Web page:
Written by Kambiz Ghasemi, Maryam Esteghamati, Sara Borzoo, Erfan Parvaneh, Samira Borzoo
Parent Category: Year 2016, Volume 8
Category: Volume 8, Issue 2, February 2016
Introduction: Urinary tract infections (UTIs) are among the most prevalent infections in children and infants. Early and accurate detection of renal parenchymal involvement in UTI is necessary for decision making and determining treatment strategies. The aim of this study was to determine the predictive accuracy of urinary neutrophil gelatinase-associated lipocalin (NGAL) for renal parenchymal involvement in children with acute pyelonephritis.
Methods: This descriptive, cross-sectional study was conducted in 2014 on children who had been diagnosed with UTI. Children who were admitted to Koodakan Hospital in Bandar Abbas, Hormozgan Province, Iran, and whose ages ranged from two months to 14 years were enrolled in the study. Urine samples were taken to conduct urinary NGAL tests, urine cultures, and urinalyses. In addition, some blood samples were collected for the purpose of determining leukocyte count and C-reactive protein (CRP) and to conduct erythrocyte sedimentation rate (ESR) tests. All patients underwent a dimercaptosuccinic acid (DMSA) scan. SPSS software was used to analyze the data.
Results: Among the participants in the study, 29 were male (32%), and 60 were female (68%). The mean age of the children who participated in the study was 2.99 ± 2.94 years. The results of the Kruskal-Wallis test showed a significant increase in the urinary NGAL level, an increase in the CRP level, and higher DMSA scan grades (p < 0.001). The cutoff point amounted to > 5 mg/l, having the negative predictive value (NPV) of 76.3%, the specificity of 97.83%, the positive predictive value (PPV) of 96.7%, and the sensitivity of 67.4%.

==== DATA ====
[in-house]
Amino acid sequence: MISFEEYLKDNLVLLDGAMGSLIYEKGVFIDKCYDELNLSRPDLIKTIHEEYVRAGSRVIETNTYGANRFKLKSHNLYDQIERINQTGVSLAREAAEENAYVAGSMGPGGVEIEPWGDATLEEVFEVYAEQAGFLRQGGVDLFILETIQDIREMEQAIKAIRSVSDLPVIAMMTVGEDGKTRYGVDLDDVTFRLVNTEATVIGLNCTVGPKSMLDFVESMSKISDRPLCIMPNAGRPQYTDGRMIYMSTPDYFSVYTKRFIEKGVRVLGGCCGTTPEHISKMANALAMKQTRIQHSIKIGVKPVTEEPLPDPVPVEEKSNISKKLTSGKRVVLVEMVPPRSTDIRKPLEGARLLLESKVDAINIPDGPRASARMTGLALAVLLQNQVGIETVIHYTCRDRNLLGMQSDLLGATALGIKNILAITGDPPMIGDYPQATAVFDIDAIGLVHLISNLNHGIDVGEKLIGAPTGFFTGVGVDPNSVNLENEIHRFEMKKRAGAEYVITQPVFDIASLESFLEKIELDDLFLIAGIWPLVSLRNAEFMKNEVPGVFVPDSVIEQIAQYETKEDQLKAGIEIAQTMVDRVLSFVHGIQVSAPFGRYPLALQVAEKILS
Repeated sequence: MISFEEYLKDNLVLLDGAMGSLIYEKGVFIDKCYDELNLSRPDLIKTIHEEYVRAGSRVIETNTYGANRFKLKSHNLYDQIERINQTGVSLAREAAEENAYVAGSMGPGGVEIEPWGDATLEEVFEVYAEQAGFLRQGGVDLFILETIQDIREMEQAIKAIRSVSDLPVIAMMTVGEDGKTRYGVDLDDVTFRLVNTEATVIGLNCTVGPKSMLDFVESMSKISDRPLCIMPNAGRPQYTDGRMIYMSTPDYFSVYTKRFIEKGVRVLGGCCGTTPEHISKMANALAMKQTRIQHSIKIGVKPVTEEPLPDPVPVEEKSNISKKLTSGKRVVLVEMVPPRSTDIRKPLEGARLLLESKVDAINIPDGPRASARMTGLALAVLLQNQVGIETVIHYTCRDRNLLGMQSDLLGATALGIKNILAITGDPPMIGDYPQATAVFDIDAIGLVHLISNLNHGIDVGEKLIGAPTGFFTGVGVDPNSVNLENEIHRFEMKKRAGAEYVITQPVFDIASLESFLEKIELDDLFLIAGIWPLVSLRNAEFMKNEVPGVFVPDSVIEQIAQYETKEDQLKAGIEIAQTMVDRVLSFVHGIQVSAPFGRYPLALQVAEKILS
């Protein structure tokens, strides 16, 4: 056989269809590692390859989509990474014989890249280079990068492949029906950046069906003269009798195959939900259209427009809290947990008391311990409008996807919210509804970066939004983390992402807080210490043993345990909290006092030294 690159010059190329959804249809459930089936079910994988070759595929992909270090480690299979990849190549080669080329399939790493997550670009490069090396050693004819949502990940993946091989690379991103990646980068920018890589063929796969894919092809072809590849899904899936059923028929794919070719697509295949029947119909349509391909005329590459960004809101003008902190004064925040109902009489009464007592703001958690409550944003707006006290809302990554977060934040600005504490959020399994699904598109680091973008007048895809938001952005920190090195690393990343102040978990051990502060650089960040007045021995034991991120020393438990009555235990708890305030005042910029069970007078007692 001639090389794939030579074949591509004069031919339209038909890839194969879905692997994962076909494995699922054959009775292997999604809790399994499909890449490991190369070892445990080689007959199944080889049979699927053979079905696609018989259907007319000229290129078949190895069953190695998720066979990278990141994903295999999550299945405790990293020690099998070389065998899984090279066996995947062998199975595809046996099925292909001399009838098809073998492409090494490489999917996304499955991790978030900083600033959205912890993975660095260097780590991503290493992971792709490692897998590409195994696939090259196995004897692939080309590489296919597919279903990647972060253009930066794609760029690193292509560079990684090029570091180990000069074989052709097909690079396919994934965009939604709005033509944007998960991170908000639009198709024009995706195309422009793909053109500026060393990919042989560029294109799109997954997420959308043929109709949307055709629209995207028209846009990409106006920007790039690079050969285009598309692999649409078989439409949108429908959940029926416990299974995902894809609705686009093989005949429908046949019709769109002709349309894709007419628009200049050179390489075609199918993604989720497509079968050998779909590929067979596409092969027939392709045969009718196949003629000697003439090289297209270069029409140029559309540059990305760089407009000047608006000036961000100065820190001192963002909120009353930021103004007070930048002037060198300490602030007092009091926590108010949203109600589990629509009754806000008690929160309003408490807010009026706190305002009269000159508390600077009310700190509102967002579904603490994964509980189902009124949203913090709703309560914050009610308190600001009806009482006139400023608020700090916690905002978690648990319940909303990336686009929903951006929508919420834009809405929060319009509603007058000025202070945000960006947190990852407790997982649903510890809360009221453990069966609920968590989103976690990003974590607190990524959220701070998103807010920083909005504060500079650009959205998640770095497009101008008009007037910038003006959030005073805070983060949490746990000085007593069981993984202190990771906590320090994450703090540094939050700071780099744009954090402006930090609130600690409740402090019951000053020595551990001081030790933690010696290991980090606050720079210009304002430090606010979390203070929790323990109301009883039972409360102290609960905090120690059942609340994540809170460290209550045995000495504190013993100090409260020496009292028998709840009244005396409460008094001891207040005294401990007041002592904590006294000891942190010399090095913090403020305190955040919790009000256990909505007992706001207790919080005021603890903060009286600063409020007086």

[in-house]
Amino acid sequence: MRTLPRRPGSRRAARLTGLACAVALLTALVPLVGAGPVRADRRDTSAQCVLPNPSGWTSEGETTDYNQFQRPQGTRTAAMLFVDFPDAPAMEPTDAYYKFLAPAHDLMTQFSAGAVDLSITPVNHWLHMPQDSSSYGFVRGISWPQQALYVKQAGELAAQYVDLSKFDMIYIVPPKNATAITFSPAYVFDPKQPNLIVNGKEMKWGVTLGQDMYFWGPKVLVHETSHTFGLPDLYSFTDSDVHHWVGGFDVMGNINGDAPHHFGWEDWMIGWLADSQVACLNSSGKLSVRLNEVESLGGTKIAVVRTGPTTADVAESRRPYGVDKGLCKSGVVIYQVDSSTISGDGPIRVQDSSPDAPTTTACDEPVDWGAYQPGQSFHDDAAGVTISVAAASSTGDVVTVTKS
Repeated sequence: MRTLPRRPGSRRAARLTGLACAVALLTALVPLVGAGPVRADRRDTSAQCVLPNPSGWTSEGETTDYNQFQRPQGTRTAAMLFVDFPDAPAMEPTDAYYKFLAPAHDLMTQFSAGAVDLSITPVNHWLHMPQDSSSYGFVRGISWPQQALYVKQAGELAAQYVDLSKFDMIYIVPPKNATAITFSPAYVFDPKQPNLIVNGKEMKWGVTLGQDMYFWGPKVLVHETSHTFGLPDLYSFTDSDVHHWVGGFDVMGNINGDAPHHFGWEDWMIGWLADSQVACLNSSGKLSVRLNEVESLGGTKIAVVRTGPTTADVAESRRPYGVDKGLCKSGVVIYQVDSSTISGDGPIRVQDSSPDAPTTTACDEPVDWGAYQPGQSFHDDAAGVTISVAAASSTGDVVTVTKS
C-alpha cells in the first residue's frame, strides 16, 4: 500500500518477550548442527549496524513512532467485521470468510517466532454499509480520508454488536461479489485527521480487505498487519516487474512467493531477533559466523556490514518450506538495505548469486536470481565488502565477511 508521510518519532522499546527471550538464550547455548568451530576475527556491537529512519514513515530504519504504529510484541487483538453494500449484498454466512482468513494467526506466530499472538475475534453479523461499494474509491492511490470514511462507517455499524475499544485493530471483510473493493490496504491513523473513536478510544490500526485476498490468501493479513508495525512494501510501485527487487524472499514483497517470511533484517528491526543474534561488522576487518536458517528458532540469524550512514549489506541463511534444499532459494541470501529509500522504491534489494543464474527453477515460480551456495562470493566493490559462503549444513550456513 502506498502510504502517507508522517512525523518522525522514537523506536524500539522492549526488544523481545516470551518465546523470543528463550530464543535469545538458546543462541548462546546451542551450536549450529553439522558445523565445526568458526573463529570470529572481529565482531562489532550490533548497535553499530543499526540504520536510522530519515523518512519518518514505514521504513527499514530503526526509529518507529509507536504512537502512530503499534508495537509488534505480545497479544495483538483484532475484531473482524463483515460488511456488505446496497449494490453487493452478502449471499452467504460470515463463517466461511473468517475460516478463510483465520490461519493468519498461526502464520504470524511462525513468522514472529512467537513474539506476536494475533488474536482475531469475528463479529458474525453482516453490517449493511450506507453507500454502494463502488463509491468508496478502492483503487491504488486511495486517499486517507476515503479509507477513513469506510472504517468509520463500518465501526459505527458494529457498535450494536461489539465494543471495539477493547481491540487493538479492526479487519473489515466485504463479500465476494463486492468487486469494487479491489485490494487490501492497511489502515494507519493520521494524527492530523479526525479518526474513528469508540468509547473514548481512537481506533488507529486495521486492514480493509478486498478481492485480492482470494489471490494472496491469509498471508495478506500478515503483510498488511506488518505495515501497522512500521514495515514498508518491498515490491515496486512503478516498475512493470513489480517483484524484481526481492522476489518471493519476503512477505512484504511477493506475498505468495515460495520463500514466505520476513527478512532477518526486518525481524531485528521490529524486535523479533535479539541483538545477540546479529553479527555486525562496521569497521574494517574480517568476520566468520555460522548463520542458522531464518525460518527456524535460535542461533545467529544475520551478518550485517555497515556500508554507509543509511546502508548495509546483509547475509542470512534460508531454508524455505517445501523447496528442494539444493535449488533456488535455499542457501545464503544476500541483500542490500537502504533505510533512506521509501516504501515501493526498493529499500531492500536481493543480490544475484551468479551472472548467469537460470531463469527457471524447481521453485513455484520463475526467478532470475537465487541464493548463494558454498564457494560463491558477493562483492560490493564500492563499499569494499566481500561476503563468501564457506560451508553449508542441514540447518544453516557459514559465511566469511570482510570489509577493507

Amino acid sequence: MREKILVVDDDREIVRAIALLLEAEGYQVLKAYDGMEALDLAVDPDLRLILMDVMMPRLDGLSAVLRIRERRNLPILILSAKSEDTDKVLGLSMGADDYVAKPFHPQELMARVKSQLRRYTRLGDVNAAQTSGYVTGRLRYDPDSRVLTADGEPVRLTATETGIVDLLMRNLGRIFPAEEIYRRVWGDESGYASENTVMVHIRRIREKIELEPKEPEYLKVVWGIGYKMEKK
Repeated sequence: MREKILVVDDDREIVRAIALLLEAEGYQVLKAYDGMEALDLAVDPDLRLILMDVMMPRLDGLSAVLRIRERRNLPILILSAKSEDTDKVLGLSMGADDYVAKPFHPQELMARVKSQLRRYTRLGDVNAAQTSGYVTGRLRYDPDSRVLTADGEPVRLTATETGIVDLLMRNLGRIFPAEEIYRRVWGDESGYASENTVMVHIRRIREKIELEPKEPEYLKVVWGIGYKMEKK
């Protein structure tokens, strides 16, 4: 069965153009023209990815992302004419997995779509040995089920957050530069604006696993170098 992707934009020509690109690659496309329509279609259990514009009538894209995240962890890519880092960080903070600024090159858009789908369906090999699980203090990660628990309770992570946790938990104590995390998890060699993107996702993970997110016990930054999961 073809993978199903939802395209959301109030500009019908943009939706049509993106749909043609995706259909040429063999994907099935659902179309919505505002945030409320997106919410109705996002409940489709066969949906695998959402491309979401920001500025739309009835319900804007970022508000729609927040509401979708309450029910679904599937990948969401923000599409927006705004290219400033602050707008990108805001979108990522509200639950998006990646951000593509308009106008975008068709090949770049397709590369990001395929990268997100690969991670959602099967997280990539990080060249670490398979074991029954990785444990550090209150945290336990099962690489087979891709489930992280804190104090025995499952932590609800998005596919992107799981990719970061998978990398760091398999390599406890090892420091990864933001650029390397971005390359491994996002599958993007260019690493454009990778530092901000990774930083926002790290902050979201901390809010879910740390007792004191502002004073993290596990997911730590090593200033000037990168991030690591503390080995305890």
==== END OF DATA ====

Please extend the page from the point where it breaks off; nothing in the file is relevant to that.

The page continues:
Conclusion: Urinary NGAL is not sensitive enough for the prediction of renal parenchymal involvement, but it is a specific marker.
Keywords: renal parenchymal involvement, C-reactive protein, urinary tract infections, urinary NGAL
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Ethics of Publishing Case Reports: Do We Need Ethics Approval and Patient Consent?
An editorial by Dr. Mehrdad Jalalian
The worldwide spread of COVID-19 as an emerging, rapidly evolving situation, and the dramatic need of urgent medicine or vaccine, has rapidly brought new hypotheses for pathophysiology and potential medicinal agents to the fore. It is crucial that the research community provide a way to publish this research in a timely manner.
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The 6th World Conference on Research Integrity (WCRI) is to be held on June 2-5, 2019 in Hong Kong.
The WCRI is the largest and most significant international conference on research integrity. Since the first conference in Lisbon in 2007, it has given researchers, teachers, funding agencies, government officials, journal editors, senior administrators, and research students opportunities to share experiences and to discuss and promote integrity in research. Read more:
TDR Clinical Research and Development Fellowships
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Deadline for submission: 7 March 2019, 16:00 (GMT)
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Meta-Analysis Workshops in New York, USA, and London, UK, in April and May 2019
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About the Instructor
Dr. Michael Borenstein, one of the authors of Introduction to Meta-Analysis, is widely recognized for his ability to make statistical concepts accessible to researchers as well as to statisticians. He has lectured widely on meta-analysis, including at the NIH, CDC, and FDA. Read more: